PROVIDENCE, R.I. (WPRI) ─ Before Rhode Islanders can sit down in a dentist chair to have their teeth cleaned, dental practices are required to follow a new set of guidelines to ensure patient safety.
Rhode Island Department of Health Dental Director Samuel Zwetchkenbaum tells Eyewitness News dental offices in Rhode Island have always been great at infection control, they’re just taking extra steps to prevent the spread of the coronavirus.
He said guidelines from the Centers for Disease Control and Prevention (CDC) have recommended that dentists and hygienists spray down and thoroughly clean their entire room after every procedure.
Zwetchkenbaum said dentists should wait 50 minutes for the aerosol to settle before cleaning, adding that they’re “using barriers dentists have been using for quite awhile.”
“The record shows, the American Dental Association has shown, that there have not been any cases of COVID transmitted through dental care,” he said. “So I think that’s a testament to the infection control practices that the dental offices have been doing.”
Dr. Kenneth Rawlinson, a dentist at Smilemakers in East Providence, said he’s the only dentist that’s also a chemical engineer in the nation.
“I knew what I wanted to do to keep my people safe, to keep my patients safe and to keep myself safe,” Rawlinson said. “These extra levels of protection I feel are necessary.”
Rawlinson said he closed his practice for roughly three months and didn’t reopen until late May.
“As far as every day operations, we put engineering protocols in place to try and control the virus,” he said.
In addition to patient screenings prior to and day of the appointment, he’s also adding several filters throughout the building.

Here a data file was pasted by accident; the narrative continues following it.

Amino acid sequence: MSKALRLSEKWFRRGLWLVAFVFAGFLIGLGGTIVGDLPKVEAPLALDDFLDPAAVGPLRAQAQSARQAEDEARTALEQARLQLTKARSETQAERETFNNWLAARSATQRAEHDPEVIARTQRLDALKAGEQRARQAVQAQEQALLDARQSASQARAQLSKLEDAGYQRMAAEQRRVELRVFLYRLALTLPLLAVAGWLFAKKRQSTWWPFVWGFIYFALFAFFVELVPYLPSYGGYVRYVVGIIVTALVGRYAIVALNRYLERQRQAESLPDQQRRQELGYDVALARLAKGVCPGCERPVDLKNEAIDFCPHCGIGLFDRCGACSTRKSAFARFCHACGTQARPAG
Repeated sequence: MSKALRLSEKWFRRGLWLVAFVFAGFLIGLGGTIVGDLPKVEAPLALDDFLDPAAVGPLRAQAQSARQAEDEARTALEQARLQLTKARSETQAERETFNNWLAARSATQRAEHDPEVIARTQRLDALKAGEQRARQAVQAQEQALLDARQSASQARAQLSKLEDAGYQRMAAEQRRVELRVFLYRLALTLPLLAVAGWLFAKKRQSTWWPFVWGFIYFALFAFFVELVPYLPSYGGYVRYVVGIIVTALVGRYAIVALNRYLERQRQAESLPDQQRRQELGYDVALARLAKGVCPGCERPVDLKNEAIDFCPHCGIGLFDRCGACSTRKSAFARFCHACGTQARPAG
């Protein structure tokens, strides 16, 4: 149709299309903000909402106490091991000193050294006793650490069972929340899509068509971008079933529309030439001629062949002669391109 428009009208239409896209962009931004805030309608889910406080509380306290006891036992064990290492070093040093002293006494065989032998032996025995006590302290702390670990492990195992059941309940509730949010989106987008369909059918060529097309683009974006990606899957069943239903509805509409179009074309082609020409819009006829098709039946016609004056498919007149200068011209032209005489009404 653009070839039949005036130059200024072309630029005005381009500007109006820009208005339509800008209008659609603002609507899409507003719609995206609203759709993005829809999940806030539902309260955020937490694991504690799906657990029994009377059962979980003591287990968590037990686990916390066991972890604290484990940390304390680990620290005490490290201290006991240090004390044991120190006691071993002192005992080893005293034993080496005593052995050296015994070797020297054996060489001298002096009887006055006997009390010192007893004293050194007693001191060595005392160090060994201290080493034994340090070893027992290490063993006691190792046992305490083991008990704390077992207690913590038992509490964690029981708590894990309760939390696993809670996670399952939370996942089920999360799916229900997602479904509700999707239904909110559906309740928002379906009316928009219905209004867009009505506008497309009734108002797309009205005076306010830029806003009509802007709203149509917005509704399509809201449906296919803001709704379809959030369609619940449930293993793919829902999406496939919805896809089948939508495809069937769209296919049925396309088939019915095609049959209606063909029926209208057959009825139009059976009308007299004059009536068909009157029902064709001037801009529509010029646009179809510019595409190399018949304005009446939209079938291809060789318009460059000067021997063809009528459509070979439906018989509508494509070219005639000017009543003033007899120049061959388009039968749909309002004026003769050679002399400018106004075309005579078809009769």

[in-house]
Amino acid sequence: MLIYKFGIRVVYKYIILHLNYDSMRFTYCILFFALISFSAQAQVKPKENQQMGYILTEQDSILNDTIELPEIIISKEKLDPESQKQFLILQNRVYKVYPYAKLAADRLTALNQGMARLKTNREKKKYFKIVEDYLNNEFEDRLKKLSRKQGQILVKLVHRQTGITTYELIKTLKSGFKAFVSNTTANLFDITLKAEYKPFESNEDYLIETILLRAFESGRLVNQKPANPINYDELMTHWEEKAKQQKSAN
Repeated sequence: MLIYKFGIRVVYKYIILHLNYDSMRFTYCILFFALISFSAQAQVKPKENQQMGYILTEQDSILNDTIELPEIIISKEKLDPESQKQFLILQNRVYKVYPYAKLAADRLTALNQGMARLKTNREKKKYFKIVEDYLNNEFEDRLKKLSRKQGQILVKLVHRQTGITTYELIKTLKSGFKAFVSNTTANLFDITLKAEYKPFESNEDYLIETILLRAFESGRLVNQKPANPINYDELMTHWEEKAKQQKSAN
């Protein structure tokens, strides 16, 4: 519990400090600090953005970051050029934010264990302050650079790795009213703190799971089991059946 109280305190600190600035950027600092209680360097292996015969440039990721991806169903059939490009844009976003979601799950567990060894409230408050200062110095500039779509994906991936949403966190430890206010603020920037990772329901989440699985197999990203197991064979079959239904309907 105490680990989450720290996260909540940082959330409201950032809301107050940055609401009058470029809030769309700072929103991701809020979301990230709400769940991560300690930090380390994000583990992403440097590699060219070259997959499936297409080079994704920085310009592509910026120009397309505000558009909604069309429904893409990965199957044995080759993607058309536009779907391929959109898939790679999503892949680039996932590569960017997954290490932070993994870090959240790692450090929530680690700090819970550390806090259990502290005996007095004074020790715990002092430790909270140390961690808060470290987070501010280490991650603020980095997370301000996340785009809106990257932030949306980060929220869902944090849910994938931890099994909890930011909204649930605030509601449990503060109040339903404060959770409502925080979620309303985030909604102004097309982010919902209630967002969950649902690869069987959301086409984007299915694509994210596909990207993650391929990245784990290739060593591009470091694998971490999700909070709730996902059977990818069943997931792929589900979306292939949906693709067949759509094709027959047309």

“It is capable of capturing and killing the virus and we’ve sized them where it turns over the entire volume of the room in five minutes,” he said. “Dentistry creates aerosols, as soon as I pick the drill up, an air water-spray begins and that will mist up and hang in the room.”
To help control the aerosol, Rawlinson said he has a series of special vacuums. He explained the vacuum pulls up next to a patient’s mouth to suck in the air.
“It will capture almost 100% of the aerosol that’s created,” he said. “Anything that comes out of the patient’s mouth will be caught with it.”
Rawlinson also said before a procedure begins, patients are required to swish a hydrogen peroxide mixture in their mouths for about a minute, which he says “is proven to kill COVID-19 in the mouth.”
“We try to control it at the source – if they have it – many of the people are asymptomatic and don’t know they have it,” he said.
Rawlinson said after a patient leaves, he sterilizes the room using a normal cleaning process and then re-cleans with a hydrogen peroxide misting spray. He said he then shines what he calls a “death light” into the room.
“We turn on these germicidal lamps, which are Ultraviolet C radiation bulbs,” he said. “You can’t be in the presence of these lights because they’re very damaging; anything the light touches dies. Any virus – any bacteria anything on the walls the ceilings, anywhere the light touches, that virus will die.”
Rawlinson said he has a wide variety of face masks, but said the hardest personal protective equipment (PPE) to find has been gowns.
Zwetchkenbaum said dentists have always worn PPE, but some are now layering themselves in it.
“Now you might see your dentist with an N-95 mask, a surgical mask over that, a face shield, a head covering,” he said.
Zwetchkenbaum said everything has been going really well so far.
“I think the dental hygienists and dental assistants who’ve all focused on getting Rhode Islander’s oral health back in shape have focused on a way to make this as healthy as possible,” he said.